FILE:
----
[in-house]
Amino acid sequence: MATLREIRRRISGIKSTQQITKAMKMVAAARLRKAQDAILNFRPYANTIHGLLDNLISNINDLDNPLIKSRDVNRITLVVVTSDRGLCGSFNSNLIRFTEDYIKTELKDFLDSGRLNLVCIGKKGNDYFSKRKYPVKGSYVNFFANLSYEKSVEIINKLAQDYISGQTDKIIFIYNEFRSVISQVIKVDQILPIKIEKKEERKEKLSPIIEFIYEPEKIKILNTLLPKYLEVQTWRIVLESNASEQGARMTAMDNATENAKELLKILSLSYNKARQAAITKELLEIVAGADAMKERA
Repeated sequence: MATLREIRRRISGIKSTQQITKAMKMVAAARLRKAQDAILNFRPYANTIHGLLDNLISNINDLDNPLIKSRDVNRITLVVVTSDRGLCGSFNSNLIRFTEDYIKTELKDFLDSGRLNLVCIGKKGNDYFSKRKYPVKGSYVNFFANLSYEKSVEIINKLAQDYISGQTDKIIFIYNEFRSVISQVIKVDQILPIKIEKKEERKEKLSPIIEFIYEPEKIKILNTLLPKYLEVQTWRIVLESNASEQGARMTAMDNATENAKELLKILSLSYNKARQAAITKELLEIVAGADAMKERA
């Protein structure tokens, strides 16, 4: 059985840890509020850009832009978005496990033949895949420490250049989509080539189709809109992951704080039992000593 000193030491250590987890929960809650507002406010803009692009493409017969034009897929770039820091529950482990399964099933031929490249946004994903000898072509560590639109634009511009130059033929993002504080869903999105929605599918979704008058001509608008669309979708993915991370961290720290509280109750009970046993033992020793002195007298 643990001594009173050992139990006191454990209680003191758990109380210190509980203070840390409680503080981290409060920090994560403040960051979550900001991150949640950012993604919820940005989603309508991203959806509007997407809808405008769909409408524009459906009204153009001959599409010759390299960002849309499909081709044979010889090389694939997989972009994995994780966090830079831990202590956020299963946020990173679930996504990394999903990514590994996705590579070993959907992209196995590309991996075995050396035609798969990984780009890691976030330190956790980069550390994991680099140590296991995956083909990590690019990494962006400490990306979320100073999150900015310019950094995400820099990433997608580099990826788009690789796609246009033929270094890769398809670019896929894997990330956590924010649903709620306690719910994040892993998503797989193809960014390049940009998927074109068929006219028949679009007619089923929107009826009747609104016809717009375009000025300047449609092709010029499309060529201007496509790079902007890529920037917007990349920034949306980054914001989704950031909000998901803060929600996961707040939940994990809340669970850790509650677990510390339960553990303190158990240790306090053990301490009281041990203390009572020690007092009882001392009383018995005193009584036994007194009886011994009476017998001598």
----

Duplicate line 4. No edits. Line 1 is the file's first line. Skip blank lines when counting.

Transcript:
């Protein structure tokens, strides 16, 4: 059985840890509020850009832009978005496990033949895949420490250049989509080539189709809109992951704080039992000593 000193030491250590987890929960809650507002406010803009692009493409017969034009897929770039820091529950482990399964099933031929490249946004994903000898072509560590639109634009511009130059033929993002504080869903999105929605599918979704008058001509608008669309979708993915991370961290720290509280109750009970046993033992020793002195007298 643990001594009173050992139990006191454990209680003191758990109380210190509980203070840390409680503080981290409060920090994560403040960051979550900001991150949640950012993604919820940005989603309508991203959806509007997407809808405008769909409408524009459906009204153009001959599409010759390299960002849309499909081709044979010889090389694939997989972009994995994780966090830079831990202590956020299963946020990173679930996504990394999903990514590994996705590579070993959907992209196995590309991996075995050396035609798969990984780009890691976030330190956790980069550390994991680099140590296991995956083909990590690019990494962006400490990306979320100073999150900015310019950094995400820099990433997608580099990826788009690789796609246009033929270094890769398809670019896929894997990330956590924010649903709620306690719910994040892993998503797989193809960014390049940009998927074109068929006219028949679009007619089923929107009826009747609104016809717009375009000025300047449609092709010029499309060529201007496509790079902007890529920037917007990349920034949306980054914001989704950031909000998901803060929600996961707040939940994990809340669970850790509650677990510390339960553990303190158990240790306090053990301490009281041990203390009572020690007092009882001392009383018995005193009584036994007194009886011994009476017998001598």